Budd Schulberg, the son of a studio boss who wrote a novel that defined the Hollywood hustle and later proved himself a player with the Oscar-winning screenplay for the Marlon Brando classic "On the Waterfront," died Wednesday at age 95.
Schulberg died of natural causes at his home in Westhampton Beach, on Long Island, said his wife, Betsy Schulberg. He was taken to a nearby medical center, where doctors unsuccessfully tried to revive him, she said.
"On the Waterfront," directed by Elia Kazan and filmed in Hoboken, N.J., was released in 1954 to great acclaim and won eight Academy Awards. It included one of cinema's most famous lines, uttered by Brando as the failed boxer Terry Malloy: "I coulda been a contender."
In 1951, he named names as he acknowledged a communist past before the House Un-American Activities Committee, becoming one of Hollywood's most prominent witnesses. He appeared voluntarily to acknowledge he had been a communist from 1936 to 1939. He claimed he was disillusioned by Stalin's nonaggression pact with Hitler and quit the party when it tried to make him write "What Makes Sammy Run?" with a Marxist twist.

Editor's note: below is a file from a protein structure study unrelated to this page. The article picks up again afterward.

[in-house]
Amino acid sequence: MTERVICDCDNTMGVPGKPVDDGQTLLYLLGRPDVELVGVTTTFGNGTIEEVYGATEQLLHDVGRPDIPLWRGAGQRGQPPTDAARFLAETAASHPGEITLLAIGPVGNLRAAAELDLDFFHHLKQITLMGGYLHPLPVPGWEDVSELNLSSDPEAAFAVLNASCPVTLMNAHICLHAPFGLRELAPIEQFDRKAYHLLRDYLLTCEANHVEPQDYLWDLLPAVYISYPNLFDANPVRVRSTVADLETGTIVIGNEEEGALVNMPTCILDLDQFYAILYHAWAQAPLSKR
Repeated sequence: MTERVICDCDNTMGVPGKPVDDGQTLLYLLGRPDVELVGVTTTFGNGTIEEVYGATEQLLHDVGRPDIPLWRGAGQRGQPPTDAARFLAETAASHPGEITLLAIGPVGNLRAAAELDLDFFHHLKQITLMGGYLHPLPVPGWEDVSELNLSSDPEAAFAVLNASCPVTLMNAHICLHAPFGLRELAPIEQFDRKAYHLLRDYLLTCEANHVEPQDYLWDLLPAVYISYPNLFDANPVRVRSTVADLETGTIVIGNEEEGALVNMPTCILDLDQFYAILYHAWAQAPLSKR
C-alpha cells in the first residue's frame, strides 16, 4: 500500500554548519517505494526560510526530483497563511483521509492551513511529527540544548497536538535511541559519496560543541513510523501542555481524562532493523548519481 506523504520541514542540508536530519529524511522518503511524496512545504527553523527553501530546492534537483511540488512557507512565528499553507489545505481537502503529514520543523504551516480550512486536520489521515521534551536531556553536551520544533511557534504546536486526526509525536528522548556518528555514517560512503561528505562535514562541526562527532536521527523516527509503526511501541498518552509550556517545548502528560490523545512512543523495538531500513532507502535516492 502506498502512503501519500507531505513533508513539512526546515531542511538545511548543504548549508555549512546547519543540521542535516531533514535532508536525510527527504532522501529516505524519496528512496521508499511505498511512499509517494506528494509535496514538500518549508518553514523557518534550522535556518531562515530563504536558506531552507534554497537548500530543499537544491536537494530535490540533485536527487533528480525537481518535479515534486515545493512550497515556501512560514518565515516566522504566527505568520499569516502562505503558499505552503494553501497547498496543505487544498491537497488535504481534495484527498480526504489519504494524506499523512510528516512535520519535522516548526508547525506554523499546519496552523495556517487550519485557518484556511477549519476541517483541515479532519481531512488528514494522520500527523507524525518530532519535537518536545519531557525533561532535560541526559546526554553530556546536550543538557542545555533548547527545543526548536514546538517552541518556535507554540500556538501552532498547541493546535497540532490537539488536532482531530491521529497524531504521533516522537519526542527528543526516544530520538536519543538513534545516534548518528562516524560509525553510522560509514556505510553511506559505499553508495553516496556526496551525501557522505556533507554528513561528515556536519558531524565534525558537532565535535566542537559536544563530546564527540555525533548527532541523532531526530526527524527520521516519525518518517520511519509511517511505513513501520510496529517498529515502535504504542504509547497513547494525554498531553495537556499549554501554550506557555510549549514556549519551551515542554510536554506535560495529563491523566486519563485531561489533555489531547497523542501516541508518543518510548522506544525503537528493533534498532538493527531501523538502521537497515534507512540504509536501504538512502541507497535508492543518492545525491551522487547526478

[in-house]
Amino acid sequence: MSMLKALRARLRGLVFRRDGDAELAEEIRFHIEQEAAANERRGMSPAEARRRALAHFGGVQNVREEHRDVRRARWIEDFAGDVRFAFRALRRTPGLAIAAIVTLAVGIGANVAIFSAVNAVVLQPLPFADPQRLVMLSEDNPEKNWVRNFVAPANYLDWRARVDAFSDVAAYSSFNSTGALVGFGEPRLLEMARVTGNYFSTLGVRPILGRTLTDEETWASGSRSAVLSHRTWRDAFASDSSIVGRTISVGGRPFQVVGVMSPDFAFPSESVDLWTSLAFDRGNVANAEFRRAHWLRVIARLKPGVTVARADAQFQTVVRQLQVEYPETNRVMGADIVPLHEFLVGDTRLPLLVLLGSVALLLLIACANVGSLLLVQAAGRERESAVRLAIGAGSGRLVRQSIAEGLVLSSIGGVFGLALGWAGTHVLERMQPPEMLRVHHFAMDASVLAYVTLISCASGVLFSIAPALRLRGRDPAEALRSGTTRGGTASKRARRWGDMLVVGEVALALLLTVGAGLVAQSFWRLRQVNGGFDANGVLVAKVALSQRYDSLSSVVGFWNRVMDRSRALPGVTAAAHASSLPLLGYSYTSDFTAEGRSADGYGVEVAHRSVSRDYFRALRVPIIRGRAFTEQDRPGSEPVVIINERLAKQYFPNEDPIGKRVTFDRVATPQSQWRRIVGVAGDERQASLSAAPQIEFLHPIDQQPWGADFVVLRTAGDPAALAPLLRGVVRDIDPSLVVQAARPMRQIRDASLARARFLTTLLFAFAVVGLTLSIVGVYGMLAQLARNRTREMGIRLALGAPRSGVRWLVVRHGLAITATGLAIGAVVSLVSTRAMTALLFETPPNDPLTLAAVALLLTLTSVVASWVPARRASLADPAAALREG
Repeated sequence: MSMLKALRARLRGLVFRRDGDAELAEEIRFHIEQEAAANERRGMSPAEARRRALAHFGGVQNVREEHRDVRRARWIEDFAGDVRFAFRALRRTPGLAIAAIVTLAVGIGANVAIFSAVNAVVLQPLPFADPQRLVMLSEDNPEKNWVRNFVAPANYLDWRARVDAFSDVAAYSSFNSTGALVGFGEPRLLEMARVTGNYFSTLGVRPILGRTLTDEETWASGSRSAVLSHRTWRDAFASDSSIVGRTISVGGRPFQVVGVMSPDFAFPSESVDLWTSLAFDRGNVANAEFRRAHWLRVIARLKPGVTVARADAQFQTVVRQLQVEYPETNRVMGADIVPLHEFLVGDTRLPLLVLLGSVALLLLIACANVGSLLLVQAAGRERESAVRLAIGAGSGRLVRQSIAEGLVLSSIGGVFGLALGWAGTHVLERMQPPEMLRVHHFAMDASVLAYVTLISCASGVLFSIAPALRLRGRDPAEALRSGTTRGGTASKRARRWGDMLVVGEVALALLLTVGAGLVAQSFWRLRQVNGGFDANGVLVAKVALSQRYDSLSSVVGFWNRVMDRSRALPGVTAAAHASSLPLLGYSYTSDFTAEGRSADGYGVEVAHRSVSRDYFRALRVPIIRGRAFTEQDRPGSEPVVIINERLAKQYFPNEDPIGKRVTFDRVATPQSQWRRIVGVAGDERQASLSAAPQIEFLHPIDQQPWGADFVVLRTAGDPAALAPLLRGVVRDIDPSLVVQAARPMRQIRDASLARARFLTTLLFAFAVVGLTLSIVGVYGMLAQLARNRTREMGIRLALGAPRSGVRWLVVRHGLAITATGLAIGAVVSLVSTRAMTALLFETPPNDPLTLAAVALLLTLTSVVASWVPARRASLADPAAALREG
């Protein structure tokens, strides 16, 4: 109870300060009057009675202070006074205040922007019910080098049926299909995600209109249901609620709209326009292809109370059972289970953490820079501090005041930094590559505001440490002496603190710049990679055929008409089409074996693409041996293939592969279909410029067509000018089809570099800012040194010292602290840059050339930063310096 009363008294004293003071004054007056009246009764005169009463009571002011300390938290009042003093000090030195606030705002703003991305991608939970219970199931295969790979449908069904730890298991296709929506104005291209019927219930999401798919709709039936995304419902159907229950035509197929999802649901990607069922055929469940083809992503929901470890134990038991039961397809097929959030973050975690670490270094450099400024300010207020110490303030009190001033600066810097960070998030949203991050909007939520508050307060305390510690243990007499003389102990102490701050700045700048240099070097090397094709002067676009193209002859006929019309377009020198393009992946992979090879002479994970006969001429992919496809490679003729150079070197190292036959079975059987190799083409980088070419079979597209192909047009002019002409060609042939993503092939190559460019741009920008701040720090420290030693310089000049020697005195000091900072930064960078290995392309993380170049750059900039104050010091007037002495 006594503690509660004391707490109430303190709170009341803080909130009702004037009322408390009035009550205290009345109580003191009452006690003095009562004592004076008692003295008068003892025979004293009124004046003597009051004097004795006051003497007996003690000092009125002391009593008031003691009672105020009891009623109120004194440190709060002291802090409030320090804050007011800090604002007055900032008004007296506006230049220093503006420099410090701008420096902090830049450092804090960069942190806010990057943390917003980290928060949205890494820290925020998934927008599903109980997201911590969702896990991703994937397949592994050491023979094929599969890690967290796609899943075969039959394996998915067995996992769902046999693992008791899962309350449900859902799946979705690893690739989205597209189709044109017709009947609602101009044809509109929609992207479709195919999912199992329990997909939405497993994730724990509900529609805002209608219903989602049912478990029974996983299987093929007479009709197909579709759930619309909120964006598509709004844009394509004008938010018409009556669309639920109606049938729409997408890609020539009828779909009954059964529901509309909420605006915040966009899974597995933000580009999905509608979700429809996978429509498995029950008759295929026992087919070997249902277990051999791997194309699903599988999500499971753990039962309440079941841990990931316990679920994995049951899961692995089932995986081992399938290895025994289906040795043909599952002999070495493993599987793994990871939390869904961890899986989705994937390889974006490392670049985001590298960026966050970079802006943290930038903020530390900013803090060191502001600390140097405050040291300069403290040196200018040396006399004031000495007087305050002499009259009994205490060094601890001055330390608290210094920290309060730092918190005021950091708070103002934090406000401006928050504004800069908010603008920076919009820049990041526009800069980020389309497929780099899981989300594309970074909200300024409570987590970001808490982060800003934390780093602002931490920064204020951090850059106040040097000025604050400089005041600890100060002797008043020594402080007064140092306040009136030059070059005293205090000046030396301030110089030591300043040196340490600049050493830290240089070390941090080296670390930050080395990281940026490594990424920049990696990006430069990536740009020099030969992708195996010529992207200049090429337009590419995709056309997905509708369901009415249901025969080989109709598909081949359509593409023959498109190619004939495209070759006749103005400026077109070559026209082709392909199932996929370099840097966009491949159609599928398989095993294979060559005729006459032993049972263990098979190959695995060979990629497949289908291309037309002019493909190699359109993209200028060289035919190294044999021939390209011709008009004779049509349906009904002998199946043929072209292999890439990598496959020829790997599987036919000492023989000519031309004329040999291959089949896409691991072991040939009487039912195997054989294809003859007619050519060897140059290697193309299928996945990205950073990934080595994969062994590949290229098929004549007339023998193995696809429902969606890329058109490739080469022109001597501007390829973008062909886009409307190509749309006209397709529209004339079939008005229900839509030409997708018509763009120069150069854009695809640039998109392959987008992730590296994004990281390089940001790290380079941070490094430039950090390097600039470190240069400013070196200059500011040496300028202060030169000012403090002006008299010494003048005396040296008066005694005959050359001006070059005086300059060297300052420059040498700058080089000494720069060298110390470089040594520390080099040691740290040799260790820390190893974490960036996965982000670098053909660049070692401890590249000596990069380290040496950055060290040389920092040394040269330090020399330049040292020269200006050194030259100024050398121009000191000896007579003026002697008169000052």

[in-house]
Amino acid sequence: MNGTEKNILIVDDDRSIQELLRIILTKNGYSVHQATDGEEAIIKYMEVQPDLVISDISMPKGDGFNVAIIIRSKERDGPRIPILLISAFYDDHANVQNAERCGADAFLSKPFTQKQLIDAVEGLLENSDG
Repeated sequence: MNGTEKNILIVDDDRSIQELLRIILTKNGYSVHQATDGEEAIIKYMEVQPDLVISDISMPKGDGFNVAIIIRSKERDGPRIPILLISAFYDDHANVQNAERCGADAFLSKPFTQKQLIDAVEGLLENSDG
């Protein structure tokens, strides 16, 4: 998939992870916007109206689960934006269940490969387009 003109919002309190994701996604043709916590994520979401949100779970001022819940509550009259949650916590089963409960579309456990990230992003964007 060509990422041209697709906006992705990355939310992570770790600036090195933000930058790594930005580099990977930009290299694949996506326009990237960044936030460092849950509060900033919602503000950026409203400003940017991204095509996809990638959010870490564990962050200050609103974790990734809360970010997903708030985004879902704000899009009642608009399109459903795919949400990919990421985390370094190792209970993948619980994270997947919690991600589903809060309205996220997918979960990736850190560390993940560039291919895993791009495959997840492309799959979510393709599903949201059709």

"Waterfront," portrays Brando's Malloy as a hero for his courage in ratting out the mob-connected union boss Johnny Friendly, an attempt to justify Schulberg's and Kazan's testimony against their own colleagues.
Schulberg first made his name with the 1941 novel "What Makes Sammy Run?," an insider's account of the scheming, backbiting and hustling that make Hollywood go. It set the town buzzing with speculation about who was the inspiration for protagonist Sammy Glick. Schulberg would later say Glick was a composite of the venal dregs he'd encountered in show biz.
Samuel Goldwyn fired him for writing the book, and Louis B. Mayer, head of MGM, said Schulberg should be "deported."
A love of the sweet science drove Schulberg to pen the 1956 boxing film "The Harder They Fall," starring Humphrey Bogart as a down-on-his luck sportswriter who gets pulled into a scam to promote the career of palooka Toro Moreno.
Schulberg would also cover boxing for Sports Illustrated and in 2002 was inducted into the Boxing hall of Fame for his contributions to the sport. In 2003, Schulberg was voted into the International Boxing Hall of Fame as an "observer," a category established the previous year for journalists and historians.